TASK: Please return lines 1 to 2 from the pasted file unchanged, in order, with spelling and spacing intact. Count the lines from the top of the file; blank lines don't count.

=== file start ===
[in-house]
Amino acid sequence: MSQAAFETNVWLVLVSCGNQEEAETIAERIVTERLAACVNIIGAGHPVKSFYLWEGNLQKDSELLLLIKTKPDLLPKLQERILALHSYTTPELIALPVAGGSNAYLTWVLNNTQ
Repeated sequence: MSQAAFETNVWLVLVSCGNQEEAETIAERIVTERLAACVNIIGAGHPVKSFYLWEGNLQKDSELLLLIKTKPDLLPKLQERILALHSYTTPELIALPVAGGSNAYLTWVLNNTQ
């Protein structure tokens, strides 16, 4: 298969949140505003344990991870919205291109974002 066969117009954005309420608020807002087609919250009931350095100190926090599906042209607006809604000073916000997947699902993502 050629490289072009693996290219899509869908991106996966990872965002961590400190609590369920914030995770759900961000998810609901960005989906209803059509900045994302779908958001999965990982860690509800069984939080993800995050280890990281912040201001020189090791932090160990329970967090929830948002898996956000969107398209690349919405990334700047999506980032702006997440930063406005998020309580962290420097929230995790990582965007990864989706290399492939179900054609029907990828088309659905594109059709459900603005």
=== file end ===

[in-house]
Amino acid sequence: MSQAAFETNVWLVLVSCGNQEEAETIAERIVTERLAACVNIIGAGHPVKSFYLWEGNLQKDSELLLLIKTKPDLLPKLQERILALHSYTTPELIALPVAGGSNAYLTWVLNNTQ